Our reviews of Halloween: Extended Version (published August 24th, 2001), Halloween: Limited Edition (published September 29th, 1999), Halloween: 30th Anniversary Commemorative Set (published October 25th, 2008), Halloween: 3-Disc Unrated Collector's Edition (published October 15th, 2008), Halloween (2007) (Blu-ray) (published October 21st, 2008), and Halloween (Blu-Ray) (published October 4th, 2007) are also available.
I have the feeling that if you looked up the words "Halloween" and "DVD" on Yahoo, you'd find about a gazillion matches. Why? Because as of this writing Anchor Bay has released what seems to be dozens of editions of the horror classic on DVD, laserdisc, and VHS. Not surprisingly, we're back once again for yet another look at yet another edition of John Carpenter's Halloween on DVD. This time it's cleverly called Halloween: 25th Anniversary Edition and features a two-disc set with brand new bells and whistles to thrill fans all over again.
At least until next year.
Facts of the Case
Do I really need to recap this movie for you? Like Star Wars and The Godfather, little Johnny Carpenter's Halloween is so imbedded in the American psyche that even folks who hate horror movies can practically recite the plot. For the sake of time, here are a few quick mathematical equations to help you understand the movie:
disturbed young boy + nubile sister = death
And there you have it. There's no arguing about my points: I have pie charts and bar graphs to back up my facts.
All right, I'm not going to bore you with an in-depth analysis of Halloween. In our review archives we have no less than eleven reviews featuring the Halloween series, two of which already focus on the original film. Nothing I can say can add any more depth on the subject—Halloween may be the #1 horror film in the past 25 years that's been analyzed to death by scholars, film students, and critics. The damn thing is scary, and you don't need me to tell you that. If you want to see the one that started it all, Halloween is your only ticket to ride.
So let's talk about what the 25 year mark means to the franchise, and to horror movies in general. Upon its release, Halloween opened the door to the slasher film, a genre that is near and dear to my heart. I know it's not "popular" to lavish praise upon those movies, but what can I say? I grew up with and subsequently love those movies. Halloween opened the floodgates for Friday the 13th, A Nightmare on Elm Street, Candyman, Hellraiser, the Scream series (and all their sequels), and a host of other maniacal-killer-in-a-mask-slaying-on-a-holiday flicks. Some are good, some are bad, and some are so bad they're good. The 1980s were a golden time to love horror movies. There were so many gems to come out of that decade—as well as guilty pleasures—that it boggles the mind. I don't know about you, but if I have to live in a world without Return of the Living Dead…well, life just ain't worth livin'.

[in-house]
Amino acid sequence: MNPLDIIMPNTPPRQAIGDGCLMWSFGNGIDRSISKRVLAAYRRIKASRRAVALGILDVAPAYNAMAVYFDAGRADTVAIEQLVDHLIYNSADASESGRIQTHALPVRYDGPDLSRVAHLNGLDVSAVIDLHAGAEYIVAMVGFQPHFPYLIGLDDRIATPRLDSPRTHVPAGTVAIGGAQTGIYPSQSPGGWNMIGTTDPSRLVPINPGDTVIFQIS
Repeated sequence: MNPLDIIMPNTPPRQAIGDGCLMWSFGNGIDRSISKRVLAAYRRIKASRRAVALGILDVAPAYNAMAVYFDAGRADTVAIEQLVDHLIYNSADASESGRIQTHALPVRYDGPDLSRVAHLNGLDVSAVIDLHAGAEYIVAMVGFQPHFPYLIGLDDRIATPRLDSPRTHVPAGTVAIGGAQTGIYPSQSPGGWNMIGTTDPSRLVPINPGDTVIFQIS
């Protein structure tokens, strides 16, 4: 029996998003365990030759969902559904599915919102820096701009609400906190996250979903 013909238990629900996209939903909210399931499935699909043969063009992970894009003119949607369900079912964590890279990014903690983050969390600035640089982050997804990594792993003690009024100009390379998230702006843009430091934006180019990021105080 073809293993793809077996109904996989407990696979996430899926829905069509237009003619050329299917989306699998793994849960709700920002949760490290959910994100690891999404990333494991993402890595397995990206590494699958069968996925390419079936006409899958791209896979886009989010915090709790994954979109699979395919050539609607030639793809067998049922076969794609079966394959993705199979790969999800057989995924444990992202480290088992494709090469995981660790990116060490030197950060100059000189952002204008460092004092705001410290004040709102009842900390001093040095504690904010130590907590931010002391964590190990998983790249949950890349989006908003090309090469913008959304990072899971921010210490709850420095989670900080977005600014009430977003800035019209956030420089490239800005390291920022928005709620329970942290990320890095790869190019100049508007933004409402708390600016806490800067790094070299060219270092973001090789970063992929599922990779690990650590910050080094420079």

And then the 1990s rolled around, along with Kevin Williamson's genre bending Scream trilogy. It's here that you can see exactly where the horror beast turned on itself and started feeding. Self mockery was in, solid scares were out. Teens were now "in the know" and mocking the very movies they loved. While I liked Scream as much as the next guy and gal, I practically despised most of the movies left in its wake. I Know What You Did Last Summer, Final Destination, Valentine, I Still Know What You Did Last Summer…Lord, these were terrible movies. For every well done effort (Jeepers Creepers), there were six equally terrible movies. Even the Halloween series wasn't immune—in the time between Halloween: The Curse of Michael Myers (the sixth film and an abysmal one at that) and Halloween H20: Twenty Years Later, things had changed radically. Though the return of Laurie Strode (Jamie Lee Curtis) was a welcome surprise, Halloween H20 felt too much like a Scream knockoff (even if it was one of the best in the series). Even worse was director Rick Rosenthal's Halloween: Resurrection, a needless return to familiar territory that took H20's great ending and turned it into a shoddy tool for Halloween series investor Moustapha Akkad to make more cash. With the returns at an all time low, Halloween: Resurrection may have permanently buried this franchise, though don't count your chickens quite yet: Friday the 13th has had two faulty "Final" installments and it's still ticking along…
So where does this leave the future of horror? As of this writing it's a week before the highly anticipated Freddy vs. Jason opens theatrically. In October comes the remake of Tobe Hooper's splatter classic The Texas Chainsaw Massacre. Will they find their fan base or go belly up? Does this genre have anything left in it at all? If Jason X or any of those straight-to-DVD Hellraiser flicks are any indication, no way, Jose. Yet for all the odds against it, the horror genre tends to rebound faster than Michael Jordan's basketball career. If Freddy vs. Jason or the TCM remake turn out to be hits, expect more Halloween flicks to hit your local multiplexes. And more Nightmare on Elm Streets. And more Friday the 13ths. Upon second thought, I think these movies have more lives than the entire feline population combined.
And you know what? That makes me smile one big, demented maniacal smile.